In my opinion based on these findings the appearance of the face of this sundial has not remained the same since it was first made.In the absence of records pertaining to its manufacture it would be virtually impossible to determine its exact date of manufacture. A sundial at Moot Hall, Aldeburk,Suffolk dated 1650 for example is also bears similarities to the sundials at the church and at Cambridge Gardens so it appears to have been a popular design in at least the 17th and 18th centuries and since the Cambridge Gardens house was not built until 1901 (as given by others)must also have been used in the 20th century for the one at Cambridge Gardens had to be made in the year the house was built (plaster on brick). It is interesting to note that the gnomon on both sundials appear to be identical(or at least very similar) which I find both interesting and somewhat puzzling given the span of some 130 years between the two.It would be interesting to find out if the Cambridge Gardens sundial has been repainted.Logic tells me it must have been, given its current condition, and whether it looks today as it did when made.

According to the present owners of the Cambridge Gardens house, it was "built" by Edmund Burke Harris in 1901. No doubt they came to this conclusion because his initials are engraved in brick on the front wall of the house(as stated by Chris)Edmund Burke Harris was a solicitor, not a house builder, and must have had a builder put the house up for him. Edmund was born in Tonbridge 1860, the son of solicitor Samuel Harris.Edmund lived in the town of Tonbridge until 1900 but in 1899 he had premises at 97a High St, Tonbridge as well as in T. Wells.A 1903 directory has him at Eckington House,Camden Park.Probate records give Edmund Burke Harris of 123 High Street,Tonbridge and of Eckington House Camden Park T. Wells died July 1,1915 at Eckington House.He left an estate valued at almost 20,000 pounds to his wife Elizabeth.He certainly could well afford the cost of having a sundial made.

Just to correct one of my earlier postings. The British Sundial Society actually said that it is the clock of the church that dates from 1759 NOT the sundial. Sorry about that!

Some additional information about the sundial on the church. I contacted Tim Organ the author of the 2011 Paint Analysis report to determine if the sundial had been faithfully resored to its 1771 design. He said " The dial now is a faithful restoration of the colouring found on the earliest surviving layer including the re-gilding of the previously gilded gnomon.All the lines,lettering,sun rays and red discs(now on the restored dial) follow the lines of the original painting where this has survived as a ghost image but also the original incisions in the plaster.These were mentioned as being present in my report and the removal of the later paints revealed them more clearly-especially around the sun". So if you look at the restored sundial you will see it looks not only considerably different then it did before resoration but now looks more like the sundial found at Cambridge Gardens. My conclusion is that since the house at Cambridge Gardens was not built until 1901 the sundial on it is a copy of the way the church sundial looked in 1901.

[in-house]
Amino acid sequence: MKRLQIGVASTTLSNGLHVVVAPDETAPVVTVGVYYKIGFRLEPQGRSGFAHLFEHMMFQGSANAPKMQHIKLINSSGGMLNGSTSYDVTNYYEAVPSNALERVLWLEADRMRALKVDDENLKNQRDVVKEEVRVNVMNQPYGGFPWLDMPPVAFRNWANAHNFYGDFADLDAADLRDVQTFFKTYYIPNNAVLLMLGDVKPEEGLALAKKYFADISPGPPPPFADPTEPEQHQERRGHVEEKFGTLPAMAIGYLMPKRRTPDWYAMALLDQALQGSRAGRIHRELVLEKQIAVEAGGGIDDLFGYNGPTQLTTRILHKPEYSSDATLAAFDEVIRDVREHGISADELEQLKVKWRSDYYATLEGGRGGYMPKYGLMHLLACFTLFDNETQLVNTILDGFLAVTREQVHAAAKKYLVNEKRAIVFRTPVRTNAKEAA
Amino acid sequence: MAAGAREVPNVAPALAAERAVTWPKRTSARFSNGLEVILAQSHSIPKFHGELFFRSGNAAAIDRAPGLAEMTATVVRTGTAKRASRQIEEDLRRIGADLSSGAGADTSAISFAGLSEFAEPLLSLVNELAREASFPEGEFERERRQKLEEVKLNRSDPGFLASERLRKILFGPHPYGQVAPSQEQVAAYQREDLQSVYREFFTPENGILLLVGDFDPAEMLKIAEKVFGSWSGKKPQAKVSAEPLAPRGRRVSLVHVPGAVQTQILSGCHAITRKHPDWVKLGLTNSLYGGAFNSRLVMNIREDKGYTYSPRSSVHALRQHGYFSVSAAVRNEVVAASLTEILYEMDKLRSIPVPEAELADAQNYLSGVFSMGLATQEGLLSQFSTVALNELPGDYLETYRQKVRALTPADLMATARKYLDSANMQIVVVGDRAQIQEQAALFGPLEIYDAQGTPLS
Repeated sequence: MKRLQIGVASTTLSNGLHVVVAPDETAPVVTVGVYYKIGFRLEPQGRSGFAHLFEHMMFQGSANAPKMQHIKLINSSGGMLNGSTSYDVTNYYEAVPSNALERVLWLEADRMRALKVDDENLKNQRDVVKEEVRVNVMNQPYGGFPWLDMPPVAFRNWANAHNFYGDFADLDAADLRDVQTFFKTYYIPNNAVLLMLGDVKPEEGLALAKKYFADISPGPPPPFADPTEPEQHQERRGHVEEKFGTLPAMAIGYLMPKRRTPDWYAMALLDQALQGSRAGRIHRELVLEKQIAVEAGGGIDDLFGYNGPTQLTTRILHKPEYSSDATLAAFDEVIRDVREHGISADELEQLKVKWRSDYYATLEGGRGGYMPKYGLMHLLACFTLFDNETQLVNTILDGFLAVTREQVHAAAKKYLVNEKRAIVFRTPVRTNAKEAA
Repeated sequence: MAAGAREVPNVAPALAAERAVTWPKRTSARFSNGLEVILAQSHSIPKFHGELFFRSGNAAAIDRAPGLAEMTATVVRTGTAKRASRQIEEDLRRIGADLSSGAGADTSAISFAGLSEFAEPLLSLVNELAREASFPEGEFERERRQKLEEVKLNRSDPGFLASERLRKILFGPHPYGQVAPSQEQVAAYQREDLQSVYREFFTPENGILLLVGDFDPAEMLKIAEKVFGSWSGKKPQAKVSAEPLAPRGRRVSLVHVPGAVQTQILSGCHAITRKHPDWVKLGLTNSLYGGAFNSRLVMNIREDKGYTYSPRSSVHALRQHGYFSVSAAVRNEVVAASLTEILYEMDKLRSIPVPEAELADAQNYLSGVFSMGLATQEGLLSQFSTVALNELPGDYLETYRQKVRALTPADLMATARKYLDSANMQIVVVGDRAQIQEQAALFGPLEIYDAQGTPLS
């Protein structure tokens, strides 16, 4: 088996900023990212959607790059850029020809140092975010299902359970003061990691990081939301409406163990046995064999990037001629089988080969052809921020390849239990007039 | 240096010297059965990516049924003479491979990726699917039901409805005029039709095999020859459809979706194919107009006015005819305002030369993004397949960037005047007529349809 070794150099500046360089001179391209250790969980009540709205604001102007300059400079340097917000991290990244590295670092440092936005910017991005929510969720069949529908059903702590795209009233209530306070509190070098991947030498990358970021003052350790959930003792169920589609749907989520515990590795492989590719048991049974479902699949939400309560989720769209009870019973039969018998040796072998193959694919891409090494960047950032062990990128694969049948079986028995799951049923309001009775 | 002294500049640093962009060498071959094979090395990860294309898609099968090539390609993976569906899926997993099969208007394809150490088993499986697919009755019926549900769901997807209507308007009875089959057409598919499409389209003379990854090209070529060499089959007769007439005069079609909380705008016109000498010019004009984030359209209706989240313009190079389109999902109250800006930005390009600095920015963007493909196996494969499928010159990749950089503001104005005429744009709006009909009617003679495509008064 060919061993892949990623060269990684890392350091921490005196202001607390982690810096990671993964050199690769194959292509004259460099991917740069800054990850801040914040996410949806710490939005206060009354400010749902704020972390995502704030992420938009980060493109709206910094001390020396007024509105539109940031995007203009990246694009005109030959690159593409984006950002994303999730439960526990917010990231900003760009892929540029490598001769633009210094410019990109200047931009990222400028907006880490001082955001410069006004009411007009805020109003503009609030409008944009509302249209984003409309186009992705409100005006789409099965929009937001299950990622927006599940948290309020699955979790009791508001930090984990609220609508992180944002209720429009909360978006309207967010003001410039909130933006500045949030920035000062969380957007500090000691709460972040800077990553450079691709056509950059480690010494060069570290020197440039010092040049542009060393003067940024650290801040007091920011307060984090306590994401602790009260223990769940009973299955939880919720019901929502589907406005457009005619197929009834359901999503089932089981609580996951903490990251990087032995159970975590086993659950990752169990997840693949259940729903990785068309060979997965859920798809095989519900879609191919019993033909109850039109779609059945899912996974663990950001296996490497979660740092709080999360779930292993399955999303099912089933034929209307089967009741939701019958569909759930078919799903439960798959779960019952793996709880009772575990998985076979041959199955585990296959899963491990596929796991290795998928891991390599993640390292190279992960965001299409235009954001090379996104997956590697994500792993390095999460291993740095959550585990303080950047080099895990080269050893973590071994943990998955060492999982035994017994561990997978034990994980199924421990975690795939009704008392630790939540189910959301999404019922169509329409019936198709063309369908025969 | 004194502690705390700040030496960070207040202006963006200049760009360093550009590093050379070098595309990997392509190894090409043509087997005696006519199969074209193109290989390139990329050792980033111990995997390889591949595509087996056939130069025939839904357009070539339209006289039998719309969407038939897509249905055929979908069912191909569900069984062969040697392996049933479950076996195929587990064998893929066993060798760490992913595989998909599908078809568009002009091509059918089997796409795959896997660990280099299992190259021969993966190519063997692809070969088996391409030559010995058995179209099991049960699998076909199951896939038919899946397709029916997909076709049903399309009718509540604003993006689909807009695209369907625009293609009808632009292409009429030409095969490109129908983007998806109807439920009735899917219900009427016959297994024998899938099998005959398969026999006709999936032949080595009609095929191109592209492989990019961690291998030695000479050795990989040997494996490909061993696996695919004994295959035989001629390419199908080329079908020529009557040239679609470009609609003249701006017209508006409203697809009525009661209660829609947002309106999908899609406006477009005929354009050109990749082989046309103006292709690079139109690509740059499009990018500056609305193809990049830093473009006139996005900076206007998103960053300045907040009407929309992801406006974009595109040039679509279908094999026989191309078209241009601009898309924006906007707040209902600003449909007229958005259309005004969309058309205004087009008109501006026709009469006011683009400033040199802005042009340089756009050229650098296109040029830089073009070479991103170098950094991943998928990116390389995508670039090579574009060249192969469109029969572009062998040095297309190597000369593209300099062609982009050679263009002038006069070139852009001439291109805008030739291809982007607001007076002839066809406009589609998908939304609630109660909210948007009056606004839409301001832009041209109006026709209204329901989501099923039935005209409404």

Here's an interesting item as it pertains to the Cambridge Gardens sundial. The motto on it "TEMPUS FUGIT" means 'TIME FLIES".The British Sundial Society says that of the 885 sundials in their records that 84 of them have this same motto making it the most commonly used motto of all of them. My how time flies when you are researching this topic! As time has gone by from one century to the next the popularity of this motto has increased. Today, because the term "time flies "is so commonly used, its use on sundials as a motto has increased accordingly.

Here's some interesting information about the church sundial I came across yesterday after looking through some old documents passed down to my by my father who had them passed down to him by his father. One item is a booklet entitled " Tunbridge Wells 1951" which was prepared to mark the year of the Festival of Britain and written by Peter Lord from original 'Advertiser' articles.This booklet is full of interesting historical information about the town and a great map of 1839 and has a brief section about King Charles the Martyr Church which states in part "Records show that the church was equipped with a new clock in 1759-there is no evidence to show that it was the same clock as exists in the tower at the present,but it was undoubtedly the towns first pubic clock.Apparently, however, it was not thoroughly relaible, since in 1771 we find the church authorizing expenditure on a sundial "for the purpose of regulating the chapel clock". This was not provided immediately, but in 1777 a sundial was erected on the south wall at a cost of 8 pounds and it is still there". So three pieces of new information are given in this source. Firstly 1771 was the year that authorization was give for the purchase of the sundial. Secondly the sundial was installed in 1777, not 1771 as previously thought.Thirdly the sundial cost 8 pounds. I will see if a copy of the advertiser for 1777 still exists and if so I will post what it says about the sundial.